Have you picked out your swimsuit for summer yet? Some kids spend hours shopping for the right look. Others go with whatever Mom or Dad chooses for them. Whatever you wear to the pool or the beach this summer, enjoy the sun and water. And be glad you weren’t around 100 or 200 years ago, when swimsuits were made of itchy wool and looked like Hogwarts robes. (Or maybe you’d like to wear a Hogwarts robe to the beach!) Turn the page to take a peek at the history of the bathing suit.
In ancient Greece and Rome, men swam for exercise and to train as warriors. They also went to the public baths. Usually, they wore nothing at all. But sometimes they would put on loose-fitting gowns called togas.
Women had their own public baths. Some early Roman art shows girls playing sports in what we would call bikinis. But there is no hint that these outfits were used for swimming, which was not something women and girls did back then.
Over time, bathing and swimming became less popular. Before the 1500s, in fact, people in Europe thought that public bathing helped spread the diseases that killed millions and wiped out entire towns during the Middle Ages.
It wasn’t until the 17th century that swimming and public bathing spas became popular again. In addition to men, women were able to enjoy these activities, though they had to do so in nightgownlike dresses.
A British fashion report from 1687 described ladies’ “bathing costumes.” The dresses were made of stiff canvas and had big sleeves. The sleeves filled with water and kept the gowns from clinging and revealing too much. Men wore canvas pants called drawers and vests called waistcoats.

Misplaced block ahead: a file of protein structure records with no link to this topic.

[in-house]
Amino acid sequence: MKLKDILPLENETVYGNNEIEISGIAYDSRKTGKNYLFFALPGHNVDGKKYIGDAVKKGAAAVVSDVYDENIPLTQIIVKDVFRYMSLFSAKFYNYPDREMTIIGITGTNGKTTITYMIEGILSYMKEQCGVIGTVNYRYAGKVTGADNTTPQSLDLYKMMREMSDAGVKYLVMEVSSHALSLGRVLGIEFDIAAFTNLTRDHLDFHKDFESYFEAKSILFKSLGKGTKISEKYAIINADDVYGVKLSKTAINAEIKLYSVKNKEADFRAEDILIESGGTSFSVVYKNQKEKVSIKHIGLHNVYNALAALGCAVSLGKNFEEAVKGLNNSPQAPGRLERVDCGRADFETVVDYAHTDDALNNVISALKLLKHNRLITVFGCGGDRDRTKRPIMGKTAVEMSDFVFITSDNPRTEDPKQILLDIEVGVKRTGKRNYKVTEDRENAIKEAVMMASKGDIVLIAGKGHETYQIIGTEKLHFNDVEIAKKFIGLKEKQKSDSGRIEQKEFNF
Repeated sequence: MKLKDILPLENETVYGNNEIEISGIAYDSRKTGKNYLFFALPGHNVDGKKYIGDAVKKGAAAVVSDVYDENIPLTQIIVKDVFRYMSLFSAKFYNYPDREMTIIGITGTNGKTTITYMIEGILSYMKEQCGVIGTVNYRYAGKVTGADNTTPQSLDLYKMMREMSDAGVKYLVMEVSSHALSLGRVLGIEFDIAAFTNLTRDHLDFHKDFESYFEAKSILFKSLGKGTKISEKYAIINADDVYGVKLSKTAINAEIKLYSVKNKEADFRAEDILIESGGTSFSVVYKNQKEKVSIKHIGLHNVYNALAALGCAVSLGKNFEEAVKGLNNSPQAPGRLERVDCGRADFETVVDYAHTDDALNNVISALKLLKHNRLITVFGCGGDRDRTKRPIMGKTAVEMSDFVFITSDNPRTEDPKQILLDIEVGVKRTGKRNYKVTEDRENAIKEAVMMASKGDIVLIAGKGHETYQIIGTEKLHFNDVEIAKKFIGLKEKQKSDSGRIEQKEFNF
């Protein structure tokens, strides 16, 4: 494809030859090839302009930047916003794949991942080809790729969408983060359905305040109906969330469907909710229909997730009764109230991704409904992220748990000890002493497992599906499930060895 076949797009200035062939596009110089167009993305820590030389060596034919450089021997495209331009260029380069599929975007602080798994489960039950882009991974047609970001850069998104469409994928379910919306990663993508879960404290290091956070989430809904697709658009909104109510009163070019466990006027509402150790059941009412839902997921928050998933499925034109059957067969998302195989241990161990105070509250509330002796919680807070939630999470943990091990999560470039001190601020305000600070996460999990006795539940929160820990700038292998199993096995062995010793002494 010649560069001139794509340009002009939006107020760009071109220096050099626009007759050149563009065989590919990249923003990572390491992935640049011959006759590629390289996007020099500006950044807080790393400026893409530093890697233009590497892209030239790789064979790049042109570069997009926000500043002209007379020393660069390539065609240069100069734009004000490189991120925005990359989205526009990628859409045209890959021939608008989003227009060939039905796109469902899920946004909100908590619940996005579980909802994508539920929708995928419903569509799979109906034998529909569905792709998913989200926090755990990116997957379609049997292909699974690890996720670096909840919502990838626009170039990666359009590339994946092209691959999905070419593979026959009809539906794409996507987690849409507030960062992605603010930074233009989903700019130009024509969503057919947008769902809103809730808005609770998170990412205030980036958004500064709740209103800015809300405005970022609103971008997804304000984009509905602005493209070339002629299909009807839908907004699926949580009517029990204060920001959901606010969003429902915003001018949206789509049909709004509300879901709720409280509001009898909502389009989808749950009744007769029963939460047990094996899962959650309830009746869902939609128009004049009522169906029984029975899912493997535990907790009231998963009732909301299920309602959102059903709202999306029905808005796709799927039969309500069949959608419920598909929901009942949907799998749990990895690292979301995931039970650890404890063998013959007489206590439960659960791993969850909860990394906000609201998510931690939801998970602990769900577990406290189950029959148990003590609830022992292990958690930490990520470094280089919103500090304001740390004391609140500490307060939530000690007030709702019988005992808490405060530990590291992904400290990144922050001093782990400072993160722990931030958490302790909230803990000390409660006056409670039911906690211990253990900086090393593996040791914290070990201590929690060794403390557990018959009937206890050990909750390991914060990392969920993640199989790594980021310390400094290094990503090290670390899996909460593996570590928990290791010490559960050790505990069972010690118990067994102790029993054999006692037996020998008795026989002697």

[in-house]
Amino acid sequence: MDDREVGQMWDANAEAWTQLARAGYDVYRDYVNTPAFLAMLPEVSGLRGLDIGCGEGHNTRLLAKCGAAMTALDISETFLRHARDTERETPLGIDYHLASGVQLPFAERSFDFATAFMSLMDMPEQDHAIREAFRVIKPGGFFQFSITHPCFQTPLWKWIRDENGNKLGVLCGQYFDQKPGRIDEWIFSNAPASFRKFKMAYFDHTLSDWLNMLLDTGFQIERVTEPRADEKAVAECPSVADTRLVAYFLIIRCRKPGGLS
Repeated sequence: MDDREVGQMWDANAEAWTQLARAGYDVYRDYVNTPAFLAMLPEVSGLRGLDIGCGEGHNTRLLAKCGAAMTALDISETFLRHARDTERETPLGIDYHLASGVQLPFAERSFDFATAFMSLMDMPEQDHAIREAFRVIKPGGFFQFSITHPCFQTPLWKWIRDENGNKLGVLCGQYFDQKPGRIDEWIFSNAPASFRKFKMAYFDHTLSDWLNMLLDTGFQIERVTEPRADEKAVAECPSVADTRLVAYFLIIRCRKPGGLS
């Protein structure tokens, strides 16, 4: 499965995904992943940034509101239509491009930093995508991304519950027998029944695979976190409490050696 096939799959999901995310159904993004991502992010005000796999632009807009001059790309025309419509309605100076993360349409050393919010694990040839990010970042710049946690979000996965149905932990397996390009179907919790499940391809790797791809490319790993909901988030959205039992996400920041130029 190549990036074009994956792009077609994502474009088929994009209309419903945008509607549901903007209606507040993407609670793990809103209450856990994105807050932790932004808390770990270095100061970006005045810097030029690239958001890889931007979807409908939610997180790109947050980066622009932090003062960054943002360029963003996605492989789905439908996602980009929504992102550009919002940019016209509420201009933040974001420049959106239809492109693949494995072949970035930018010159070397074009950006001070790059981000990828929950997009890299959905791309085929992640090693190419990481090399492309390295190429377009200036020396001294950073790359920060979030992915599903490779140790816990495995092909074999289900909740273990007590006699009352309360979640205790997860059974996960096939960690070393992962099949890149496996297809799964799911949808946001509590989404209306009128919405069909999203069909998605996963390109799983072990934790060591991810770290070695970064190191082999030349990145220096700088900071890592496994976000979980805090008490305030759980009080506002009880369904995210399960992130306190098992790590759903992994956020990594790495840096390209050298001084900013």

Back then, showing off one’s body was considered improper. So people covered themselves as much as possible. Men’s one-piece wool swimsuits, the style that replaced drawers and waistcoats, looked like long underwear, with full-length sleeves and legs. Women’s bathing dresses often had high collars and went all the way down to their toes. They also wore bathing caps and long black stockings.
Women were expected to be modest in other ways as well. Some, like Martha Washington, had lead weights sewn into the hems of their bathing gowns so the clothing would not float up. Others took to the water inside covered wooden frames called “bathing machines.”
This term also was used for small wooden cabins at Atlantic Ocean beaches in the early to mid-1800s. The cabins were set on tall wheels. While the bather was inside changing, a horse pulled the machine into the ocean. When the water was high enough, the horse was taken ashore. The bather could then step down from the cabin and into the sea. Few people ashore saw anything but a head bobbing in the surf.
Many beaches had separate swim times for men and women. Colored flags were posted to let them know when it was their turn to be in the water.
Until 1860, men and boys in England often swam naked in lakes, rivers and seas. When the practice was banned, swimming in one’s underwear became popular. Striped shirts and shorts were the rage for men in the 1870s. Flannel replaced wool and linen as the most popular material for bathing suits. It was thought to be warmer when swimming in the cold sea.